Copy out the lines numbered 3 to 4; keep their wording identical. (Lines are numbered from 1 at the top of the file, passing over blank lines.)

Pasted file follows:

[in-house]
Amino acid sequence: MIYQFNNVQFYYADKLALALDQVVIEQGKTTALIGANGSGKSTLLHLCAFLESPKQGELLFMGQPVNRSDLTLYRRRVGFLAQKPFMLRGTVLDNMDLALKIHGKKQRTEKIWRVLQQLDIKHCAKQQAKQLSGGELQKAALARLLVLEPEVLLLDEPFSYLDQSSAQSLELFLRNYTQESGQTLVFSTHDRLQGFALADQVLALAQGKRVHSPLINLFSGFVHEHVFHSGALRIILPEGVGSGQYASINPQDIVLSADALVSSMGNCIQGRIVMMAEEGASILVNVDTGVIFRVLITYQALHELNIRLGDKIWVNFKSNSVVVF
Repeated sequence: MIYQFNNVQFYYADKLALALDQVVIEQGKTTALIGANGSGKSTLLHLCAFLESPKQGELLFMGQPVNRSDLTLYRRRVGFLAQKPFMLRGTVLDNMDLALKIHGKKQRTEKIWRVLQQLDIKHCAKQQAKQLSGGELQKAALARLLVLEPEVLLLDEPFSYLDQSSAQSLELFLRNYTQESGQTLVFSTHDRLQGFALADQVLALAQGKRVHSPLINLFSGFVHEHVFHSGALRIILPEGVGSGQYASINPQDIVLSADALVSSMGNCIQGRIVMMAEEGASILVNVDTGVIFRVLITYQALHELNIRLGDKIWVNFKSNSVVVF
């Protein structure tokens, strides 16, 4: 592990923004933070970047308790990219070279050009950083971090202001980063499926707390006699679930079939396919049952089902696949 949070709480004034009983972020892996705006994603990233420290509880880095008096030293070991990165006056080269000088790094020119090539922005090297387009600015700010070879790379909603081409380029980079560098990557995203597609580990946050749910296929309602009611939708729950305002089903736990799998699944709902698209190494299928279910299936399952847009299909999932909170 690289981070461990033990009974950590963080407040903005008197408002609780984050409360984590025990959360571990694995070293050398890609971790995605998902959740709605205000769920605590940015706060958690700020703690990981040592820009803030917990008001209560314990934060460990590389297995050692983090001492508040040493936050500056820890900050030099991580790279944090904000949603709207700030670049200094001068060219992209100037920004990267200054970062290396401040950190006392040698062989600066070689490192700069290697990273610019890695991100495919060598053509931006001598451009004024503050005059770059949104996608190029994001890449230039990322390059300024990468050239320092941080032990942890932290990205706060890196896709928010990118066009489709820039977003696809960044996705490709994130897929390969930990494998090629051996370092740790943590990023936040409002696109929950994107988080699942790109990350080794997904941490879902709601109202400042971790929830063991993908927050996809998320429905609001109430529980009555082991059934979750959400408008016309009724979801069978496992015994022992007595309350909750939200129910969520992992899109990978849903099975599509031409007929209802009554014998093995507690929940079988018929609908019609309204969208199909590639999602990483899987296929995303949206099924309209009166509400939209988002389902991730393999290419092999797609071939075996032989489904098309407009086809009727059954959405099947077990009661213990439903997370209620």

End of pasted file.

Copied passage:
Repeated sequence: MIYQFNNVQFYYADKLALALDQVVIEQGKTTALIGANGSGKSTLLHLCAFLESPKQGELLFMGQPVNRSDLTLYRRRVGFLAQKPFMLRGTVLDNMDLALKIHGKKQRTEKIWRVLQQLDIKHCAKQQAKQLSGGELQKAALARLLVLEPEVLLLDEPFSYLDQSSAQSLELFLRNYTQESGQTLVFSTHDRLQGFALADQVLALAQGKRVHSPLINLFSGFVHEHVFHSGALRIILPEGVGSGQYASINPQDIVLSADALVSSMGNCIQGRIVMMAEEGASILVNVDTGVIFRVLITYQALHELNIRLGDKIWVNFKSNSVVVF
């Protein structure tokens, strides 16, 4: 592990923004933070970047308790990219070279050009950083971090202001980063499926707390006699679930079939396919049952089902696949 949070709480004034009983972020892996705006994603990233420290509880880095008096030293070991990165006056080269000088790094020119090539922005090297387009600015700010070879790379909603081409380029980079560098990557995203597609580990946050749910296929309602009611939708729950305002089903736990799998699944709902698209190494299928279910299936399952847009299909999932909170 690289981070461990033990009974950590963080407040903005008197408002609780984050409360984590025990959360571990694995070293050398890609971790995605998902959740709605205000769920605590940015706060958690700020703690990981040592820009803030917990008001209560314990934060460990590389297995050692983090001492508040040493936050500056820890900050030099991580790279944090904000949603709207700030670049200094001068060219992209100037920004990267200054970062290396401040950190006392040698062989600066070689490192700069290697990273610019890695991100495919060598053509931006001598451009004024503050005059770059949104996608190029994001890449230039990322390059300024990468050239320092941080032990942890932290990205706060890196896709928010990118066009489709820039977003696809960044996705490709994130897929390969930990494998090629051996370092740790943590990023936040409002696109929950994107988080699942790109990350080794997904941490879902709601109202400042971790929830063991993908927050996809998320429905609001109430529980009555082991059934979750959400408008016309009724979801069978496992015994022992007595309350909750939200129910969520992992899109990978849903099975599509031409007929209802009554014998093995507690929940079988018929609908019609309204969208199909590639999602990483899987296929995303949206099924309209009166509400939209988002389902991730393999290419092999797609071939075996032989489904098309407009086809009727059954959405099947077990009661213990439903997370209620």